Apparently novel robot end-effectors are popular this week (see the particle jamming robot grippers), as we've spotted another: a previously-unseen robot gripper from SRI International that uses an electrically controlled reversible adhesion called electroadhesion. We've looked at SRI's electroadhesive wall-climbing robots before, where electrostatic forces are able to support extreme loads with relatively little power consumption. Several friends and I ruminated about the possibility of embedding the electrodes in a robot's gripper to ease manipulation, but it seems SRI beat us to the punch. It also looks like they're developing general-purpose, highly-compliant electroadhesive pads for a variety of applications; according to the specifications, I should be able to walk up a wood wall using a pad of less than 16x16 inches2 while consuming less than 18 milli-Watts -- cool stuff! Few details are currently available, so I will post updates in the comments as we learn more. In the meantime... pictures!
If you're not familiar with electroadhesion or how it works, I recommend taking a quick look at our old Hizook article on electroadhesive robots first, as it explains the basic operating principles. Now, there is very little information available about the new electroadhesive robot grippers -- the new project isn't yet available on SRI's electroadhesive robotics page. However, some careful Google-fu did yield a nice PDF from SRI about the new devices. Here are some photos of the new gripper:
The PDF also discusses new general-purpose compliant electroadhesive pads being developed by SRI.
Now, electroadhesives could make just about any robot gripper more functional. However, I'll be the first to say it: someone should develop a system that uses the electroadhesive pads as the compliant exterior of a particle jamming gripper! This would give the combined system added redundancy (two independent grasping mechanisms) and increase the variety of graspable objects (eg. the electroadhesive pad works best on texture-less objects that are typically ill-suited to jamming alone). Remember to cite me. ;-)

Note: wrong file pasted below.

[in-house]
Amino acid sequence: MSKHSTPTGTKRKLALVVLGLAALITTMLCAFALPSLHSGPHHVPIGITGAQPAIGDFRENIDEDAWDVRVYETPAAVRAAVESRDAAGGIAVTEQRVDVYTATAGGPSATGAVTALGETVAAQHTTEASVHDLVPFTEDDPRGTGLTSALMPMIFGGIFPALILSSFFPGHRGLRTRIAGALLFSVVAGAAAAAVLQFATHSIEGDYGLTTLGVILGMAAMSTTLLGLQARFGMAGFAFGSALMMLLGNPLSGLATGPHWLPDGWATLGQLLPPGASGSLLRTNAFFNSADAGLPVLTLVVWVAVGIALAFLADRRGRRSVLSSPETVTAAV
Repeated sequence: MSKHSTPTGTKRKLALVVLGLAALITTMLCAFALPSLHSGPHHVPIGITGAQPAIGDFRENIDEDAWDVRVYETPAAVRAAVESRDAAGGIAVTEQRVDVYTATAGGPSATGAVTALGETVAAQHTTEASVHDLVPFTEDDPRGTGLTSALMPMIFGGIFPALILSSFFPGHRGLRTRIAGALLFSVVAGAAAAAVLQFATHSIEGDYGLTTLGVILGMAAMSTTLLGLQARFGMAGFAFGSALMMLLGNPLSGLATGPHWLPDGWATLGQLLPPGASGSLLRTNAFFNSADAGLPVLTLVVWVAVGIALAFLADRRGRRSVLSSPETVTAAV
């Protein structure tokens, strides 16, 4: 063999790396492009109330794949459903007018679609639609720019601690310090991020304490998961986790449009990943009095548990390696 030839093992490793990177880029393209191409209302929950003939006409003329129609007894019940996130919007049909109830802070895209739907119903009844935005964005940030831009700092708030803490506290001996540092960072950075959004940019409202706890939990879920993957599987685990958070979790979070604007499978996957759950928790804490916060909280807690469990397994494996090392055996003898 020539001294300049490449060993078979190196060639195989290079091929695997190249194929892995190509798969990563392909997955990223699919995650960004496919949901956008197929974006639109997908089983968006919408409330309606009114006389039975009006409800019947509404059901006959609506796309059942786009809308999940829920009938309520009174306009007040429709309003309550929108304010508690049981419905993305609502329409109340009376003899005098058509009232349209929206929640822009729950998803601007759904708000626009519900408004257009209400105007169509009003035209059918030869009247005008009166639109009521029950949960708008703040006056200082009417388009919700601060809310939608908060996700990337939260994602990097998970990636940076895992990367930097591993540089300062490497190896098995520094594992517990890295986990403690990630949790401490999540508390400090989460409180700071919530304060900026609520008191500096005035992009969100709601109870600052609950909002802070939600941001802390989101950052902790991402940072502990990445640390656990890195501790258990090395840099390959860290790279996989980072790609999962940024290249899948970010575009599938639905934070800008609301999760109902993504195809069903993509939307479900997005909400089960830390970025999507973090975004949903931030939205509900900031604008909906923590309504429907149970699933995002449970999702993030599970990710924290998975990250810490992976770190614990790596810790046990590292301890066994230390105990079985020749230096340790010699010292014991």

SRI has a good track record of publishing around their technologies, so I look forward to reading the eventual technical details. For those who are interested, you can find some details in the old Hizook article or these two SRI patents (one & two). From the PDF:
Electroadhesion can address a wide range of industrial, biomedical, military, and consumer needs. For example, first responders could be provided with wall-climbing robots that allow real-time and longer-term reconnaissance of buildings. In addition, wall-climbing robots can be used for military and commercial inspection of bridges, containers, pipes, storage tanks, buildings, structural walls, ducts, aircraft and ship hulls, and transmission towers.
Other applications of electroadhesion include robotic grippers, factory and laboratory automation, medical and surgical devices and supplies, and a variety of consumer products, from toys to temporary signage.
This all started when I noticed the new gripper hidden in a CNET photo gallery:
While electroadhesion is great for making it possible for a small robot to climb up a flat wall, it is also good for gripping just about any type of object. Seen here, the gripper is using electroadhesion to hold on to a banana.